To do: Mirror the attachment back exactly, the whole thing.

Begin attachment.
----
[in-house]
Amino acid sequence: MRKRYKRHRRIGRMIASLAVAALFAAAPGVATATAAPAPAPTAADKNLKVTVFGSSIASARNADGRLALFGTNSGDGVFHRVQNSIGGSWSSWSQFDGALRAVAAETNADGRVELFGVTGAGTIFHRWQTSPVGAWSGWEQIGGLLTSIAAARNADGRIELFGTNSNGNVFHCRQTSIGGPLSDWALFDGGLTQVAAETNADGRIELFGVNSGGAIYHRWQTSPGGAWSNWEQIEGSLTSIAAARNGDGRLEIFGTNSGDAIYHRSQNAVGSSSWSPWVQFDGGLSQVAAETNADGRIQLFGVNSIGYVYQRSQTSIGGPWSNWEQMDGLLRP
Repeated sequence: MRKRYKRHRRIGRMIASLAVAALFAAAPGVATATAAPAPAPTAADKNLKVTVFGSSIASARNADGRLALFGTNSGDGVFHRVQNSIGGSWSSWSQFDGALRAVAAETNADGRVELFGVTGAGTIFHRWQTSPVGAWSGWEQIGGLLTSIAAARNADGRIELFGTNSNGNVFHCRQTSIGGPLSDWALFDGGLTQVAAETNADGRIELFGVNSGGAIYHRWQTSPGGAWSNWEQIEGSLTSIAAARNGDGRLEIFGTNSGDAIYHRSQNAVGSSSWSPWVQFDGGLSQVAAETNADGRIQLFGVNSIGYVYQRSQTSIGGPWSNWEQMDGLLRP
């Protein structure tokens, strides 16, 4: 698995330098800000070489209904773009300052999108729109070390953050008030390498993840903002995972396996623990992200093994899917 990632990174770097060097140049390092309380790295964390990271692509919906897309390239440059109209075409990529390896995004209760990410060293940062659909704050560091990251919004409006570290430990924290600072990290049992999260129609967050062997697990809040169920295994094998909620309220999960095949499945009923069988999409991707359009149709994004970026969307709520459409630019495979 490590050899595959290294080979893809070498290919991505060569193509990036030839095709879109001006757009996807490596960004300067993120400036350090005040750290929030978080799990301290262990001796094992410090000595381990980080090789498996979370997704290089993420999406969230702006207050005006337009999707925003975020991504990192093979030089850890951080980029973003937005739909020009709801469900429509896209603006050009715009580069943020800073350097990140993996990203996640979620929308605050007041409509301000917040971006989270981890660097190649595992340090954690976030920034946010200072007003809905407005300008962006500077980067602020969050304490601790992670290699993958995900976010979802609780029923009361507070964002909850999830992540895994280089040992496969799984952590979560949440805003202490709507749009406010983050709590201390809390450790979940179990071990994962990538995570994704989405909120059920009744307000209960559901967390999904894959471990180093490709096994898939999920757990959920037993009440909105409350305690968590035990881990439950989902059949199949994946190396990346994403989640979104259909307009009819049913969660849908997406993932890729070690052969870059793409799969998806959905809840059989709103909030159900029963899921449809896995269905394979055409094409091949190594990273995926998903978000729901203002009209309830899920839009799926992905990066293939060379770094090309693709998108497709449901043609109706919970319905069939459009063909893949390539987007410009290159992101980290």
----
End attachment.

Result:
[in-house]
Amino acid sequence: MRKRYKRHRRIGRMIASLAVAALFAAAPGVATATAAPAPAPTAADKNLKVTVFGSSIASARNADGRLALFGTNSGDGVFHRVQNSIGGSWSSWSQFDGALRAVAAETNADGRVELFGVTGAGTIFHRWQTSPVGAWSGWEQIGGLLTSIAAARNADGRIELFGTNSNGNVFHCRQTSIGGPLSDWALFDGGLTQVAAETNADGRIELFGVNSGGAIYHRWQTSPGGAWSNWEQIEGSLTSIAAARNGDGRLEIFGTNSGDAIYHRSQNAVGSSSWSPWVQFDGGLSQVAAETNADGRIQLFGVNSIGYVYQRSQTSIGGPWSNWEQMDGLLRP
Repeated sequence: MRKRYKRHRRIGRMIASLAVAALFAAAPGVATATAAPAPAPTAADKNLKVTVFGSSIASARNADGRLALFGTNSGDGVFHRVQNSIGGSWSSWSQFDGALRAVAAETNADGRVELFGVTGAGTIFHRWQTSPVGAWSGWEQIGGLLTSIAAARNADGRIELFGTNSNGNVFHCRQTSIGGPLSDWALFDGGLTQVAAETNADGRIELFGVNSGGAIYHRWQTSPGGAWSNWEQIEGSLTSIAAARNGDGRLEIFGTNSGDAIYHRSQNAVGSSSWSPWVQFDGGLSQVAAETNADGRIQLFGVNSIGYVYQRSQTSIGGPWSNWEQMDGLLRP
């Protein structure tokens, strides 16, 4: 698995330098800000070489209904773009300052999108729109070390953050008030390498993840903002995972396996623990992200093994899917 990632990174770097060097140049390092309380790295964390990271692509919906897309390239440059109209075409990529390896995004209760990410060293940062659909704050560091990251919004409006570290430990924290600072990290049992999260129609967050062997697990809040169920295994094998909620309220999960095949499945009923069988999409991707359009149709994004970026969307709520459409630019495979 490590050899595959290294080979893809070498290919991505060569193509990036030839095709879109001006757009996807490596960004300067993120400036350090005040750290929030978080799990301290262990001796094992410090000595381990980080090789498996979370997704290089993420999406969230702006207050005006337009999707925003975020991504990192093979030089850890951080980029973003937005739909020009709801469900429509896209603006050009715009580069943020800073350097990140993996990203996640979620929308605050007041409509301000917040971006989270981890660097190649595992340090954690976030920034946010200072007003809905407005300008962006500077980067602020969050304490601790992670290699993958995900976010979802609780029923009361507070964002909850999830992540895994280089040992496969799984952590979560949440805003202490709507749009406010983050709590201390809390450790979940179990071990994962990538995570994704989405909120059920009744307000209960559901967390999904894959471990180093490709096994898939999920757990959920037993009440909105409350305690968590035990881990439950989902059949199949994946190396990346994403989640979104259909307009009819049913969660849908997406993932890729070690052969870059793409799969998806959905809840059989709103909030159900029963899921449809896995269905394979055409094409091949190594990273995926998903978000729901203002009209309830899920839009799926992905990066293939060379770094090309693709998108497709449901043609109706919970319905069939459009063909893949390539987007410009290159992101980290």